Once your profile is shining, it’s time to start posting offers. Take your time and look around the jobs, when you find something that suits your personal requirements, go for it. You will need to create an impressive cover letter which will attract the client’s attention and make him pick you over the rest. Make sure to mention your dedication, your availability and any additional skills you have which will help the particular project. NEVER copy and paste the same cover letter on different projects, this will be ignored in 99% of the cases as it’s a sign of lack of dedication. You need an unique cover letter as per the project you are applying for, this will show your client that you care for getting this job and are 100% serious about it.

If freelancing is so good, what’s the point of having a regular job? 

While freelancing sounds like a dream come true on paper, it really has quite a bit of minuses to it. Let’s talk about some of them.

First of all, nothing is guaranteed you are a freelancer. You don’t have any work guaranteed, you can fail to find a project entirely and be left completely without money. This is why I always advise to have at least some sort of a saved sum before turning to freelancing for the first time, it will make sure you have something to live off while getting comfortable with the new line of business. Finding your first freelance project will be quite hard, unless you get very lucky. And even then, there is nothing guaranteed – while there are certain systems such as Upwork’s one which guarantee that you get paid at the end of every week via client protection, they usually have large fees both for you and your client, sometimes reaching up to 30% of your earnings.

That is why many clients and freelancers make an agreement outside of those systems, using Paypal or direct bank transfer based on trust. This is very tricky when it comes down to a new freelancer, you need to be extremely careful when negotiating such things, as the freelance business is full of scammers which can simply cheat you out of your services and then disappear, leaving you without any payment.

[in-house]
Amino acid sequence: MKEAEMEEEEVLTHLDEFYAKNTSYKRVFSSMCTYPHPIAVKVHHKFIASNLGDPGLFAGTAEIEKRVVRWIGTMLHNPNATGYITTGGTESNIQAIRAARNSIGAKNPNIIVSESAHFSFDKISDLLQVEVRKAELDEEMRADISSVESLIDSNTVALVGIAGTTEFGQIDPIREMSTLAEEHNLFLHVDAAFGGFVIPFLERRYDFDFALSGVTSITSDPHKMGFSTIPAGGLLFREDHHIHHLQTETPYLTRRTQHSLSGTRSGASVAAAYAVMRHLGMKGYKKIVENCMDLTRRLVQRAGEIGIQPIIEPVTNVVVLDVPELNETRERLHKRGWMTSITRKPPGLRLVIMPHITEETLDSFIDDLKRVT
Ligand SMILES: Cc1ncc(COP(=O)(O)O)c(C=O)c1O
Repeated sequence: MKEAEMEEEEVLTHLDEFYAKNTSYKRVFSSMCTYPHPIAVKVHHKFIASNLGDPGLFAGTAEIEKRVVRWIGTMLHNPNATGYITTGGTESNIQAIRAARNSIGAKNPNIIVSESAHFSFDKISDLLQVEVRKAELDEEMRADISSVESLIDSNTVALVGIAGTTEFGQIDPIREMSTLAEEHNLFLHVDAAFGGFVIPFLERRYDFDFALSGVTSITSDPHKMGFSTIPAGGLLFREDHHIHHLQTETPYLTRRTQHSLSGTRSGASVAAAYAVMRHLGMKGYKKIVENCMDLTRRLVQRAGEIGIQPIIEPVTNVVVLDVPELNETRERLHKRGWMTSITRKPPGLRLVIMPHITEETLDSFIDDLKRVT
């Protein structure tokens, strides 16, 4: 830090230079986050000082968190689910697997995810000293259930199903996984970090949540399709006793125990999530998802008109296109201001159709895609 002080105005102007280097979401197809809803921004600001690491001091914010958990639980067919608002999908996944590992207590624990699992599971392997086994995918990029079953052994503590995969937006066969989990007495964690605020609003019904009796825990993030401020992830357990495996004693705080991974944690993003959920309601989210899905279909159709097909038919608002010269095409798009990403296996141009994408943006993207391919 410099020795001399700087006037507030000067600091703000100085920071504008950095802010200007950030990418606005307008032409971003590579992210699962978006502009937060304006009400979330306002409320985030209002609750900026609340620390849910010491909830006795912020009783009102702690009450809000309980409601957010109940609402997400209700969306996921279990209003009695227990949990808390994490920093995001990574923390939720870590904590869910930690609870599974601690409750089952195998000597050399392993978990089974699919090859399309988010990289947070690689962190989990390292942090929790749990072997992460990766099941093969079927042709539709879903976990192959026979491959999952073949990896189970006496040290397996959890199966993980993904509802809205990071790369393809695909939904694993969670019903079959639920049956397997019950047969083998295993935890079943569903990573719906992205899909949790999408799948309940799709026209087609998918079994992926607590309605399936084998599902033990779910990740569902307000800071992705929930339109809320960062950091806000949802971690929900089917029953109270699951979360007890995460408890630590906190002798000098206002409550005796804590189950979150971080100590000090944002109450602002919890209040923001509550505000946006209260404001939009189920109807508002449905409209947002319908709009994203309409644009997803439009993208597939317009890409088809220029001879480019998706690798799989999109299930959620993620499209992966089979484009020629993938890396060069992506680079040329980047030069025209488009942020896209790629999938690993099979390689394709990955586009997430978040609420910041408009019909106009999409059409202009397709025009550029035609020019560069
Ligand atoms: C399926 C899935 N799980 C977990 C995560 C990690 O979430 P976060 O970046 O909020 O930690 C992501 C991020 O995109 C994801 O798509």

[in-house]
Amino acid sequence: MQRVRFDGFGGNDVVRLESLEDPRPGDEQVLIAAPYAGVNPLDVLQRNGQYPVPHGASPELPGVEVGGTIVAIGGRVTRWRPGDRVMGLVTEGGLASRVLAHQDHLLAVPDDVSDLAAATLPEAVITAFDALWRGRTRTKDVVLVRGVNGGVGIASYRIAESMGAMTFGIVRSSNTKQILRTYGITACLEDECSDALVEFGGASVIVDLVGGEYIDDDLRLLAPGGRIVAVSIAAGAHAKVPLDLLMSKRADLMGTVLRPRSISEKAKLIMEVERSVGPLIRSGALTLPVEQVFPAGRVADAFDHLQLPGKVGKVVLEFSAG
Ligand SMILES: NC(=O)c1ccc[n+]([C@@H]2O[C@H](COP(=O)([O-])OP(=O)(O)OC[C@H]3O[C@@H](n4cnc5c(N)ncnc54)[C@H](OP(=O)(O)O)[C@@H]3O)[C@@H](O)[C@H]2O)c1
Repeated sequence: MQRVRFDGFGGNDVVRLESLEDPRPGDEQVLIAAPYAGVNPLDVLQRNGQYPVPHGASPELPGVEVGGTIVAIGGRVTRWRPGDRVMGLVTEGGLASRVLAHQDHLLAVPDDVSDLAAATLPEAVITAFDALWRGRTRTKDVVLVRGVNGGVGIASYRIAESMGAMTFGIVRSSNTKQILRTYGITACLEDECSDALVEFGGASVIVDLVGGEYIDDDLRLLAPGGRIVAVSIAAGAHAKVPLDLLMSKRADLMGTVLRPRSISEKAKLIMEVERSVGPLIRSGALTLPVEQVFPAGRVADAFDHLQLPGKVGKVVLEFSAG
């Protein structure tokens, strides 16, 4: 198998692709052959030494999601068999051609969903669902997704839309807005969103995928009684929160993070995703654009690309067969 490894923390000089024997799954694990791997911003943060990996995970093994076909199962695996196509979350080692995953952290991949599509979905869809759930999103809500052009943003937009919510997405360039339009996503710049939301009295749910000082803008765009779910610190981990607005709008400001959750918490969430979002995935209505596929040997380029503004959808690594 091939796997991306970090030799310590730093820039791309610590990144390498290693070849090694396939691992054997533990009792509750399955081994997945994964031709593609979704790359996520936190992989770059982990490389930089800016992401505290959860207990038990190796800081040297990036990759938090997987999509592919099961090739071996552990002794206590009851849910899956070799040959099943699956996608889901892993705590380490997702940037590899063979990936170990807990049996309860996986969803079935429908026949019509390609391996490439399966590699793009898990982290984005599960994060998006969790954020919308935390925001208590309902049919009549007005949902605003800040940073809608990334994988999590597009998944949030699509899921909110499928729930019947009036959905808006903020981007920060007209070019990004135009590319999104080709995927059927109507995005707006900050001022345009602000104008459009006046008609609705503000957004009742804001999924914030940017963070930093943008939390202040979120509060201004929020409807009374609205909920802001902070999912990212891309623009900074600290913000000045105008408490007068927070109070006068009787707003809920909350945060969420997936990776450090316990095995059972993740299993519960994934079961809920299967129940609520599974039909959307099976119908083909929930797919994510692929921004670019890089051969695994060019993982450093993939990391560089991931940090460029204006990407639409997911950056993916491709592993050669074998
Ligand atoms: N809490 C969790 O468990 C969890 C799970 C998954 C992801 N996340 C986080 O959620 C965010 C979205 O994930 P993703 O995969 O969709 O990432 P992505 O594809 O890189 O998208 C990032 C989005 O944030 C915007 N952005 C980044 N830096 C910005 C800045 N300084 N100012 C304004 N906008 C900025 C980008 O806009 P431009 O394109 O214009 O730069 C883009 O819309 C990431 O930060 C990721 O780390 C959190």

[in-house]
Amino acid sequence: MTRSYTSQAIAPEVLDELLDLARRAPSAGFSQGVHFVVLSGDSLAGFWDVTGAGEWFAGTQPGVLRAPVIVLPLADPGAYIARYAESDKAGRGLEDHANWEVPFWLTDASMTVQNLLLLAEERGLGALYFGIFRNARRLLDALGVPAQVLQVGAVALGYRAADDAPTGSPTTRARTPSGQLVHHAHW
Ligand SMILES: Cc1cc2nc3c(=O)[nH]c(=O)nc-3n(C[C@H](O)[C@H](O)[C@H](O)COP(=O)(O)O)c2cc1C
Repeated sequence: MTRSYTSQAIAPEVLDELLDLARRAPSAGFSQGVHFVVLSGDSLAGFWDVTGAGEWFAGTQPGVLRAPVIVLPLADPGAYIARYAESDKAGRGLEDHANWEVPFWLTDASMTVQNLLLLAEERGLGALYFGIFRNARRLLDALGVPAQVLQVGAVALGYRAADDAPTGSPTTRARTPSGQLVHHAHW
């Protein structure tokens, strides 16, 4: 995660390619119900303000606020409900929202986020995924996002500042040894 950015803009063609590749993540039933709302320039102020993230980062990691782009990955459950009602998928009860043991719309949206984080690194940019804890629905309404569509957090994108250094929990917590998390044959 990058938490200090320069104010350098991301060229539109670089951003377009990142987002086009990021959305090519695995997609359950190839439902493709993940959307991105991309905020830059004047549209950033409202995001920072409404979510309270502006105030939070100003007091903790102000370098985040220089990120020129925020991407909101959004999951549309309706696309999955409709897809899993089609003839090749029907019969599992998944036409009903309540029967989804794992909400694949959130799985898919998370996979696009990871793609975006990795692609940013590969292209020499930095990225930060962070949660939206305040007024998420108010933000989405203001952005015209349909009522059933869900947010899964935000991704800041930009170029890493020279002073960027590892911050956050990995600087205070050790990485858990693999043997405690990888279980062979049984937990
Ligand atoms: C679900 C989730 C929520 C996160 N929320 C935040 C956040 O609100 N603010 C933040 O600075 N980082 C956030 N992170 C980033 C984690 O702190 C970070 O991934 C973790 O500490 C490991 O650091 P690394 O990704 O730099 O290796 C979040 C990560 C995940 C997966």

Remember, there is no law for this, as your clients will often be from other countries entirely. There will be no work agreement which will guarantee your payment, it takes a lot of effort to land a stable project and a steady income as a freelancer, it’s much harder than working in a company.

Is being your own boss that good? Yes, from a certain point of view, and not so much from another. This really depends on what kind of person you are. While it’s true that as a freelancer you can mostly pick whenever you work and when you take a day off, this also means that your income will be based on those decisions. Remember, there are no paid days off in this line of work like the holiday you’d have on a regular job. Everything will be COMPLETELY up to you, if you fail to sort out your things or keep up with the deadlines of your clients, chances are you won’t get paid and will get a negative review on the freelancer website you are using, which in turn will make it even harder to find a future project.

There is also nothing that keeps your client from suddenly dismissing you for whatever reason he picks (or no reason at all). While in many countries you can legally sue your boss for such a dismissal, there is nothing you can do about it there.

Some final thoughts

All in all, it really depends on the type of person you are. What lifestyle you’d like to lead, what you aspire to be and what your goals in life are. There are many more ways of achieving your goals and dreams today than there were ten years ago. While freelancing is one of those ways, it has many drawbacks which also need to be considered before devoting yourself entirely to this type of work.

Before making such a step, you need to make sure that you have a back up in case things don’t work out, you will need to put extreme effort in breaking through before you are a known and wanted in your sphere freelancer. If you manage to do all of that, however, your life will be much easier
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Vasil Yordanov

Vasil is an IT student from New Bulgarian University, Sofia. He has had several years of experience in the administrative sphere as well as extended experience as customer and tech support. Currently his mission is to make sure everything on WPI runs smoothly - from customer satisfaction to marketing purposes.